1. the Kingdom of Upper (Transjurane) Burgundy around Lake Geneva,
  2. the Kingdom of Lower Burgundy in Provence,
  3. the Duchy of Burgundy west of the Saône.


The two kingdoms of Upper and Lower Burgundy were reunited in 937 and absorbed into the Holy Roman Empire under Conrad II in 1032, as the Kingdom of Arles. The Duchy of Burgundy was annexed by the French throne in 1004.

During the Middle Ages, Burgundy was the seat of some of the most important Western churches and monasteries, among them Cluny, Cîteaux, and Vézelay.

During the 12th and 13th centuries, the County of Burgundy emerged from the area previously within the Kingdom of Upper Burgundy. It became known as the Free County of Burgundy or Franche-Comté.

During the Hundred Years' War, King John II of France gave the duchy to his youngest son, Philip the Bold, rather than leaving it for his successor on the French throne. Following a personal union between the Duchy and the County of Burgundy, the "Two Burgundies" soon became a major rival to the French throne. The Dukes of Burgundy succeeded in assembling an empire stretching from Switzerland to the North Sea, in large part by marriage. The Burgundian territories consisted of a number of fiefdoms on both sides of the (then largely symbolic) border between the Kingdom of France and the Holy Roman Empire. Its economic heartland was in the Low Countries, particularly Flanders and Brabant. The court in Dijon outshone the French court both economically and culturally. In Belgium and in the south of the Netherlands, the expression “Burgundian lifestyle” is still used to denote enjoyment of life, good food, and extravagant spectacle.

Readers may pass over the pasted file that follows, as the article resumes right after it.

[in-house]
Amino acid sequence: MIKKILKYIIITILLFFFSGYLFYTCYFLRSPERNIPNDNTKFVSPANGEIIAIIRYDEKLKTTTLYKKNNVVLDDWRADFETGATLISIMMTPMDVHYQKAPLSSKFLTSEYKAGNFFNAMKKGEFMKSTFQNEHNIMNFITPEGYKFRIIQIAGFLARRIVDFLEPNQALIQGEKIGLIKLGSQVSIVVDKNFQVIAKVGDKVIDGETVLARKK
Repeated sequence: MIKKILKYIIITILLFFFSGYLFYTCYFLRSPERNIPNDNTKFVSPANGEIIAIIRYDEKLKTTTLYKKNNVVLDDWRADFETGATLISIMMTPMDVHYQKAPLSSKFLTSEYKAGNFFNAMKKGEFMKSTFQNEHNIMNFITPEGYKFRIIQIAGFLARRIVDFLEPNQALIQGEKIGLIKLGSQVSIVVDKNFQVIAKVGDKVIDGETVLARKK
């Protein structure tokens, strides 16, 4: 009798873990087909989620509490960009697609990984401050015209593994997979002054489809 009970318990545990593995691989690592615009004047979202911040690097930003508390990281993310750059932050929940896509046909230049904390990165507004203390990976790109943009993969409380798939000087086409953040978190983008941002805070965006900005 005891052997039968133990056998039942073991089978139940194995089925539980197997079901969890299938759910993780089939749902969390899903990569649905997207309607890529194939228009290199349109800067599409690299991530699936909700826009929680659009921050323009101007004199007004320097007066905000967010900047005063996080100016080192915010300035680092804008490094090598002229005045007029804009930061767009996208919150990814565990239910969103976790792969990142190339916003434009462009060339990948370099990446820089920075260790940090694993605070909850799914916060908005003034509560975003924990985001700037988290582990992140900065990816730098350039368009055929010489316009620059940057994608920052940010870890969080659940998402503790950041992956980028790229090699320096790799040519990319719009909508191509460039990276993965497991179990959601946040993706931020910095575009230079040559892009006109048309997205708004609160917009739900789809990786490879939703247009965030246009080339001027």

In 1477, at the battle of Nancy during the Burgundian Wars, the last duke Charles the Bold was killed in battle, and the Duchy itself was annexed by France. In the late 15th and early 16th centuries, the other Burgundian territories provided a power base for the rise of the Habsburgs, after Maximilian of Austria married the surviving daughter of the ducal family, Mary. After her death, her husband moved his court first to Mechelen and later to the palace at Coudenberg, Brussels, and from there ruled the remnants of the empire, the Low Countries (Burgundian Netherlands) and Franche-Comté, then still an imperial fief. The latter territory was ceded to France in the Treaty of Nijmegen of 1678.

With the French Revolution in the end of the 18th century, the administrative units of the regions disappeared, but were reconstituted during the Fifth Republic in the 1970s. The modern-day administrative région includes most of the former duchy.


  Burgundian Wars 1474-1477

Burgundian Wars

Burgundian Wars 1474-1477 (W)